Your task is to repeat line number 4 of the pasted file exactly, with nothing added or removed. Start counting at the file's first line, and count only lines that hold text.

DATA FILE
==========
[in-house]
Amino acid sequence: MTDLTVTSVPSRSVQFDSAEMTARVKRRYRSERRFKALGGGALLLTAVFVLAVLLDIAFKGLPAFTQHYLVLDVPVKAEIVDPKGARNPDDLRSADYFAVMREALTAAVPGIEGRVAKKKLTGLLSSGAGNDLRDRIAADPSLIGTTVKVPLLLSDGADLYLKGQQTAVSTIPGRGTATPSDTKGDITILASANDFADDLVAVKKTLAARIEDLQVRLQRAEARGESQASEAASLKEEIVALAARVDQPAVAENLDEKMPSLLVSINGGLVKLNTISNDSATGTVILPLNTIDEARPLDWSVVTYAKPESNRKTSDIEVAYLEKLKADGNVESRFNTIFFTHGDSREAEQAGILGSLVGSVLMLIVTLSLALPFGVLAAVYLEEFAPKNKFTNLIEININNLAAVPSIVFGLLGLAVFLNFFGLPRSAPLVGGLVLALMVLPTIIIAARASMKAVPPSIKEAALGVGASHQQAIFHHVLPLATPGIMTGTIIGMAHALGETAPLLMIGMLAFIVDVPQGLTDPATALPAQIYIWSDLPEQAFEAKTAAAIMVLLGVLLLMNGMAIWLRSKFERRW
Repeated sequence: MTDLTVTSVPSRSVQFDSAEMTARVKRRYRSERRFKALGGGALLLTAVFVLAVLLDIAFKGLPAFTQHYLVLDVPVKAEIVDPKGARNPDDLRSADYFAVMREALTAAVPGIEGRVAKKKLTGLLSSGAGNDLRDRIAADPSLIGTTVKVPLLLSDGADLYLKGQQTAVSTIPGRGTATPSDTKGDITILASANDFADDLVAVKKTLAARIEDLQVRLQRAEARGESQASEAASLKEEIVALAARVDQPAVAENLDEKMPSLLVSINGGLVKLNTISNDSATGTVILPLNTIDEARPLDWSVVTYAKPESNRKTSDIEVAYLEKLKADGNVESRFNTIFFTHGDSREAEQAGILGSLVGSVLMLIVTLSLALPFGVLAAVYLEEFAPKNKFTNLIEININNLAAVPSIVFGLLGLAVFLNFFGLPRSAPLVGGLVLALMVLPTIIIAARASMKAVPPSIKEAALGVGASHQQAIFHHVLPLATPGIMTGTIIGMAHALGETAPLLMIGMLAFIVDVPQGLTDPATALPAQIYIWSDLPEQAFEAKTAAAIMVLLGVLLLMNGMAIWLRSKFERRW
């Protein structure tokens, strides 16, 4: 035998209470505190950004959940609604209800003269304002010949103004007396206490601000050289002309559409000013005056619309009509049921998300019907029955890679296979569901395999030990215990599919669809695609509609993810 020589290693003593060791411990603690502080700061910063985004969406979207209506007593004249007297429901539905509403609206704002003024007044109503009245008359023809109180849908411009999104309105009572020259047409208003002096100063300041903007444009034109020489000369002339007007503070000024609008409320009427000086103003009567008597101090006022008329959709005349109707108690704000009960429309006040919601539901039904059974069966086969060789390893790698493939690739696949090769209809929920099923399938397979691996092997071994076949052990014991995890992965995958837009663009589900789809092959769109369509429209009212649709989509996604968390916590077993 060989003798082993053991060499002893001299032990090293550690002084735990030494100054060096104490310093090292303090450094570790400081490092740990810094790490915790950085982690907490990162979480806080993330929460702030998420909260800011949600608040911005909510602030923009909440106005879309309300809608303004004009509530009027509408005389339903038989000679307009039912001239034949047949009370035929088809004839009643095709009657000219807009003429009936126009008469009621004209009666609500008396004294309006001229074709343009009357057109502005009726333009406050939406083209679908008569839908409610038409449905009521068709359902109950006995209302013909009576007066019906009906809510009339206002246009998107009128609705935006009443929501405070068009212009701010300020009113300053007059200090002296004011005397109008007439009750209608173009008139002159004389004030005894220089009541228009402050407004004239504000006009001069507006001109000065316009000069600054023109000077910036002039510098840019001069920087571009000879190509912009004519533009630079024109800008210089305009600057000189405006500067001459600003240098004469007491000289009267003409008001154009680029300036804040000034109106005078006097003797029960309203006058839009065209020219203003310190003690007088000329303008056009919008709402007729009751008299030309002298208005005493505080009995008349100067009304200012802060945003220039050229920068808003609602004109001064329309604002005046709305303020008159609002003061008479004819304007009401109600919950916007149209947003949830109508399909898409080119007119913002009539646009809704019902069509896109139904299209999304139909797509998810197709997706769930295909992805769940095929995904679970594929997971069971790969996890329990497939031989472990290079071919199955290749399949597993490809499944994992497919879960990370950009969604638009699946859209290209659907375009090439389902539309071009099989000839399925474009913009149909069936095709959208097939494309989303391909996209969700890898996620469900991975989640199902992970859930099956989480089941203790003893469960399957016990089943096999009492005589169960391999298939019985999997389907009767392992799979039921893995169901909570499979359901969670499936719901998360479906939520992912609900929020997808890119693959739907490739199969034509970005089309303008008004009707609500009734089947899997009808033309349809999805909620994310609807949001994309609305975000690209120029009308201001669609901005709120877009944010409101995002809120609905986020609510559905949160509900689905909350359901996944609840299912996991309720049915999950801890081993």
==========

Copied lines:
């Protein structure tokens, strides 16, 4: 035998209470505190950004959940609604209800003269304002010949103004007396206490601000050289002309559409000013005056619309009509049921998300019907029955890679296979569901395999030990215990599919669809695609509609993810 020589290693003593060791411990603690502080700061910063985004969406979207209506007593004249007297429901539905509403609206704002003024007044109503009245008359023809109180849908411009999104309105009572020259047409208003002096100063300041903007444009034109020489000369002339007007503070000024609008409320009427000086103003009567008597101090006022008329959709005349109707108690704000009960429309006040919601539901039904059974069966086969060789390893790698493939690739696949090769209809929920099923399938397979691996092997071994076949052990014991995890992965995958837009663009589900789809092959769109369509429209009212649709989509996604968390916590077993 060989003798082993053991060499002893001299032990090293550690002084735990030494100054060096104490310093090292303090450094570790400081490092740990810094790490915790950085982690907490990162979480806080993330929460702030998420909260800011949600608040911005909510602030923009909440106005879309309300809608303004004009509530009027509408005389339903038989000679307009039912001239034949047949009370035929088809004839009643095709009657000219807009003429009936126009008469009621004209009666609500008396004294309006001229074709343009009357057109502005009726333009406050939406083209679908008569839908409610038409449905009521068709359902109950006995209302013909009576007066019906009906809510009339206002246009998107009128609705935006009443929501405070068009212009701010300020009113300053007059200090002296004011005397109008007439009750209608173009008139002159004389004030005894220089009541228009402050407004004239504000006009001069507006001109000065316009000069600054023109000077910036002039510098840019001069920087571009000879190509912009004519533009630079024109800008210089305009600057000189405006500067001459600003240098004469007491000289009267003409008001154009680029300036804040000034109106005078006097003797029960309203006058839009065209020219203003310190003690007088000329303008056009919008709402007729009751008299030309002298208005005493505080009995008349100067009304200012802060945003220039050229920068808003609602004109001064329309604002005046709305303020008159609002003061008479004819304007009401109600919950916007149209947003949830109508399909898409080119007119913002009539646009809704019902069509896109139904299209999304139909797509998810197709997706769930295909992805769940095929995904679970594929997971069971790969996890329990497939031989472990290079071919199955290749399949597993490809499944994992497919879960990370950009969604638009699946859209290209659907375009090439389902539309071009099989000839399925474009913009149909069936095709959208097939494309989303391909996209969700890898996620469900991975989640199902992970859930099956989480089941203790003893469960399957016990089943096999009492005589169960391999298939019985999997389907009767392992799979039921893995169901909570499979359901969670499936719901998360479906939520992912609900929020997808890119693959739907490739199969034509970005089309303008008004009707609500009734089947899997009808033309349809999805909620994310609807949001994309609305975000690209120029009308201001669609901005709120877009944010409101995002809120609905986020609510559905949160509900689905909350359901996944609840299912996991309720049915999950801890081993």